Music education hubs struggle to attract older pupils

The number of pupils receiving whole-class ensemble teaching through music education hubs has risen by a fifth since 2013, however a new study has also found a “worrying drop” in the take-up of area-based ensembles by older pupils.

The drop in numbers of youngsters playing in “area-based ensembles” – particularly those aged 14 to 18 – was revealed in a report on music education hubs, released today by Birmingham City University.

The hubs, an idea first mooted in 2011, are groups of organisations – such as local authorities, schools, and community organisations – working to boost music education provision for young people. In 2016-17 there were 120 hubs across all local authorities in England, which are backed by £300 million government funding and run by Arts Council of England.

Their aims include ensuring that every child aged five to 18 has the chance to learn a musical instrument through playing in a whole-class ensemble, making sure clear progression routes in music are available and affordable, and providing opportunities to perform from an early stage. They work with schools, but also support and deliver other groups and choirs for young people in their local area.

The findings come as the government faces pressure over claims its focus on EBacc is driving creative subjects such as music out of the curriculum – something recently denied by schools minister Nick Gibb.

The report found 89 per cent of schools benefited from support of the hubs, up from 84 per cent in 2013-14. In total, 711,241 pupils received whole-class ensemble teaching through the hubs, up from 596,820 in 2013-14 (up by nearly 20 per cent).

The hubs supported or delivered a total of 16,809 ensembles and choirs in 2016-17, up from 14,866 the previous year. But overall, they have reached only 9.2 per cent of the total population in state-funded primary and secondary schools so far, the report found.

In particular, the numbers of young people playing in area-based ensembles fell by over six per cent between 2015-16 and 2016-17 (see chart 8a).

Broken down by age group, the proportion of key stage 5 pupils taking part fell by almost 11 per cent between 2015-16 and 2016-17, while the drop was over nine per cent for key stage 4 pupils (see chart 9).

While the fall does not necessarily mean that the total number of pupils participating in ensembles, including those within schools, has fallen overall, the report described it as a “worrying” development, especially as key stages 4 and 5 are “where it would reasonable to assume the largest numbers of more advanced young musicians are to be found”.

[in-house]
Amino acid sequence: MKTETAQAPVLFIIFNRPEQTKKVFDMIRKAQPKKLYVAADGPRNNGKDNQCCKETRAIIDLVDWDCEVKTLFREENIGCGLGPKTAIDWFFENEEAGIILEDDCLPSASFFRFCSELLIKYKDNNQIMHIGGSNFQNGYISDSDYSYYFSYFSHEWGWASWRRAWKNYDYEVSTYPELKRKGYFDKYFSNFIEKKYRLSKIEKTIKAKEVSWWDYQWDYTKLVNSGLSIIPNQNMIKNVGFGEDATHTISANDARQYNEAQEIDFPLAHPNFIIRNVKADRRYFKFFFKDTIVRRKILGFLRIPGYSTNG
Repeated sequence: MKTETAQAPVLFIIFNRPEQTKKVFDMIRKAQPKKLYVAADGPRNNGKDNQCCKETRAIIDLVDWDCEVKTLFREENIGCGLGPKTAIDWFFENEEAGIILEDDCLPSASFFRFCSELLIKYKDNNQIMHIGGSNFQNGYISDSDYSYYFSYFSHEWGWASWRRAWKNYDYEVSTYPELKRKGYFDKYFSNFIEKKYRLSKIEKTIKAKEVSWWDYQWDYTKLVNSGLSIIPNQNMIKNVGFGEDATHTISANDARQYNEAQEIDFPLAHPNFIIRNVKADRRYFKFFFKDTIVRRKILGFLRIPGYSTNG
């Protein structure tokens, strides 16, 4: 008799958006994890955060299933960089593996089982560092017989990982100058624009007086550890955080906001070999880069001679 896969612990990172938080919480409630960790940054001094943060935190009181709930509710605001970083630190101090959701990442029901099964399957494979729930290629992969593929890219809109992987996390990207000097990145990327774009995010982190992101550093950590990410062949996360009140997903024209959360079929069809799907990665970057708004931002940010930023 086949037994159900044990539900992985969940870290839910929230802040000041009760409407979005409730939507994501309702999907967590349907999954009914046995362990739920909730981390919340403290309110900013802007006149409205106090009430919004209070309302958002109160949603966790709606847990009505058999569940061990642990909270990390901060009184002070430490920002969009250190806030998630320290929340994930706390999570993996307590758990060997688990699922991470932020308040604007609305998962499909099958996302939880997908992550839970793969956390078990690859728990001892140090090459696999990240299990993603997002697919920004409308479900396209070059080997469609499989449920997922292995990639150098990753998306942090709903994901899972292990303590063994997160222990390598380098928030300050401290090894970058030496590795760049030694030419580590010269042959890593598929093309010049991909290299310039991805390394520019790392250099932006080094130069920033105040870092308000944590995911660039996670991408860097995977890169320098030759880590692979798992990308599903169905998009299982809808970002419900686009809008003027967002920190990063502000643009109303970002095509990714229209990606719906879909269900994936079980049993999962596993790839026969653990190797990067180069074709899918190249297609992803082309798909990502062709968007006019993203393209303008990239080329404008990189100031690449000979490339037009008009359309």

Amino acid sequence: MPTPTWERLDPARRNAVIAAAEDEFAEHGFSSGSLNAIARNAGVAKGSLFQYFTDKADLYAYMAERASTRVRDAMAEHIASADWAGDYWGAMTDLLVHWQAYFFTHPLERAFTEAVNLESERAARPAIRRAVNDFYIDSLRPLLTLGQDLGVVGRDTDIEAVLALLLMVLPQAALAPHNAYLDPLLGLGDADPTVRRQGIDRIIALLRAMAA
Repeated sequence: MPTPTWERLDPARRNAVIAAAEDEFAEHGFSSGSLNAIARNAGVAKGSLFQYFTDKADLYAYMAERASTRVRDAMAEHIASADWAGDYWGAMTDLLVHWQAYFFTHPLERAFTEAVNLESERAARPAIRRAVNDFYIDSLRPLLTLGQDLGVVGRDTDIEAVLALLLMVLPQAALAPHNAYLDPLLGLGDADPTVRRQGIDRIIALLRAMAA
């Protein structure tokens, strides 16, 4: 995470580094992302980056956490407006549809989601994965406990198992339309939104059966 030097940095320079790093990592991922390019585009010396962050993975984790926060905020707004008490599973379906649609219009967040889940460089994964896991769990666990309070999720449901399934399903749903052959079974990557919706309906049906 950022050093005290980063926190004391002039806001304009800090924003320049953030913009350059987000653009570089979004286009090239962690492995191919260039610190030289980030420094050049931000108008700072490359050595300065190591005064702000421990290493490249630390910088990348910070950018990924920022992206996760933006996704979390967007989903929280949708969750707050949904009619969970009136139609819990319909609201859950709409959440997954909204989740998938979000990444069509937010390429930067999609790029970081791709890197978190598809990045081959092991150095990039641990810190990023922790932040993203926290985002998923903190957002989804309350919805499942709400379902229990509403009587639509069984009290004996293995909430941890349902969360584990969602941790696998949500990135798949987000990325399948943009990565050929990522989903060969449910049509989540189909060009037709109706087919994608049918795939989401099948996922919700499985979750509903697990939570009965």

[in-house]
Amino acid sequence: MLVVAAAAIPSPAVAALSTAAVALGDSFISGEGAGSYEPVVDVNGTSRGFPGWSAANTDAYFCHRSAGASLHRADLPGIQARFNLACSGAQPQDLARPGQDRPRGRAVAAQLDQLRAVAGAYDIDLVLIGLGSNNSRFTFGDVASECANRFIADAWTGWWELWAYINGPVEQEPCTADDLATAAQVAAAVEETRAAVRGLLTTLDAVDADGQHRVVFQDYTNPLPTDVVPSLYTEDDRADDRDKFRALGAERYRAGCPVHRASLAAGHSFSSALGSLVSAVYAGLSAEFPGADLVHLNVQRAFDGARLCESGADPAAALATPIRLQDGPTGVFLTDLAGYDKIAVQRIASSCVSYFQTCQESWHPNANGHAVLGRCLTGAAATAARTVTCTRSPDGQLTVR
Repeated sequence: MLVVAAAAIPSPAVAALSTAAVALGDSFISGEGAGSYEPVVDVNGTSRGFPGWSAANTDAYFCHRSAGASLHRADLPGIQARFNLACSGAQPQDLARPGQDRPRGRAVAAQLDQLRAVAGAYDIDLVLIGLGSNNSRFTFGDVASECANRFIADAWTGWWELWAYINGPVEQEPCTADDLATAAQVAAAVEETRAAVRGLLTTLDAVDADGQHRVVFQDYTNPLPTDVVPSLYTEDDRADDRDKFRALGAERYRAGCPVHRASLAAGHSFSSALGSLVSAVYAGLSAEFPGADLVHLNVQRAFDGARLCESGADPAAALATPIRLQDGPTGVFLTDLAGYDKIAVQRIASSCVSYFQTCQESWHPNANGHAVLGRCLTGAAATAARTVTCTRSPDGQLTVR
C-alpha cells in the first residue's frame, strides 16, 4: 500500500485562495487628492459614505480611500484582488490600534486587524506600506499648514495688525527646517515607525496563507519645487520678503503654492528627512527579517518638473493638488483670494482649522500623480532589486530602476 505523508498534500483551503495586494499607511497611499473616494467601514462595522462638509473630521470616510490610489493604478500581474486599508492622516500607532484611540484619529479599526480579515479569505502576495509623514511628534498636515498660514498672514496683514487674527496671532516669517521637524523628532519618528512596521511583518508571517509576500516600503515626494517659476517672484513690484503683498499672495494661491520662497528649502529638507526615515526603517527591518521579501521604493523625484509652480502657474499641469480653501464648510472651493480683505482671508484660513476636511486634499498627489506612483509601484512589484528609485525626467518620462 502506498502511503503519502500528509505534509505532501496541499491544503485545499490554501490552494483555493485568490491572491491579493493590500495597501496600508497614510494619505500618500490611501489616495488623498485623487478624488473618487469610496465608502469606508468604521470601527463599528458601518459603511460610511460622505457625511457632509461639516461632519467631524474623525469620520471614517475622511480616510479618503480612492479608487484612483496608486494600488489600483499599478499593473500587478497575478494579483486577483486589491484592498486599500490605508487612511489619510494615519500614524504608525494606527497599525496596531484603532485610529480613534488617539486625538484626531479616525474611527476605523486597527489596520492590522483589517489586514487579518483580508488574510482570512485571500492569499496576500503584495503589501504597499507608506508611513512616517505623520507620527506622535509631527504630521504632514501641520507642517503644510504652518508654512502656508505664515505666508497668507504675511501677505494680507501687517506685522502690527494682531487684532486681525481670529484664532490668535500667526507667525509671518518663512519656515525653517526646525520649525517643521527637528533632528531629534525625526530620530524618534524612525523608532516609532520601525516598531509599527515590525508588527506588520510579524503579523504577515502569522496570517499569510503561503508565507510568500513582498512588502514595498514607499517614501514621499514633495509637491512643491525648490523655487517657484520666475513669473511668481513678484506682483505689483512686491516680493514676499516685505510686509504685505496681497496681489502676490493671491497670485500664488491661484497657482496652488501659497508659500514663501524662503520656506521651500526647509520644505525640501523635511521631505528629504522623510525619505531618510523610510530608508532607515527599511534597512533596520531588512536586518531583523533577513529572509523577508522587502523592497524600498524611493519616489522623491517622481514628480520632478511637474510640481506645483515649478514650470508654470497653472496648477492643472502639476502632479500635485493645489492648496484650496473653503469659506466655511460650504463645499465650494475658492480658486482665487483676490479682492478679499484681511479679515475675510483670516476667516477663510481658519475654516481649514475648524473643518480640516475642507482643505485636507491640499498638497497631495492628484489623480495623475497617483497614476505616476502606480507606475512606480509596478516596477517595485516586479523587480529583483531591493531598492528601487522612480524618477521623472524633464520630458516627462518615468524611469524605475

Looking at whole class ensemble teaching, the research found this approach was particularly successful with primary school pupils, reaching, for example, 181,476 year 4 pupils in 2016-17 (See chart 1a).

But numbers were much weaker in secondary schools again, with only 650 year 10 and 310 year 11 pupils receiving whole class ensemble teaching in the same year.

However, whole class ensemble teaching had a positive impact on the young people who received it, with 182,602 pupils continuing to learn an instrument after playing with their whole class in 2016-17, up from 166,529 in 2013-14.


Gender, SEN and pupils premium

The study found that girls were over-represented among pupils participating in music activities at all ages.

This was especially noticeable at key stage 3, where girls made up 60.2 per cent of ensemble attendance, but only 48.9 per cent of the school population.

In contrast, participation among pupils with special educational needs (SEN) was low (see chart 11).

Analysis showed that 5.4 per cent of the pupils participating in area-based ensembles and choirs were identified as having SEN, a lower percentage than the 14.4 per cent with SEN nationally.

Around 8.2 per cent of young people eligible for the pupil premium participated, despite this group making up 28.9 per cent of the national pupil population.

Between 2015-16 and 2016-17, the number of pupils with a statement of SEN receiving whole class ensemble teaching fell by 2.0 per cent, and those pupils eligible for the pupil premium dropped by 4.5 per cent.

Gibb said that learning a musical instrument “opens all kinds of opportunities for children to express themselves, whether it’s being part of a band or orchestra or just playing for pleasure at home”.

“Our continued support for the arts, which is the second highest funded element of the curriculum behind sport, will see almost £500m invested between 2016 and 2020 – with £300 million supporting the work of music hubs to make sure more and more pupils have the opportunity to learn an instrument.”

Birmingham City University carried out the analysis on behalf of Arts Council England, looking at data collected in an annual survey.

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  1. Music hubs do valuable work but are no substitute for high-quality music education in all schools. But this costs money. Setting up hubs is cheaper but don’t reach all children especially those in rural areas or outside cities (compare the number of hubs within London with rural counties).
    Music hubs should be viewed as supplementary to music provision in schools. But all too often they’re viewed as a substitute (and, of course, allow ministers to crow about their commitment to the arts while school funding is inadequate).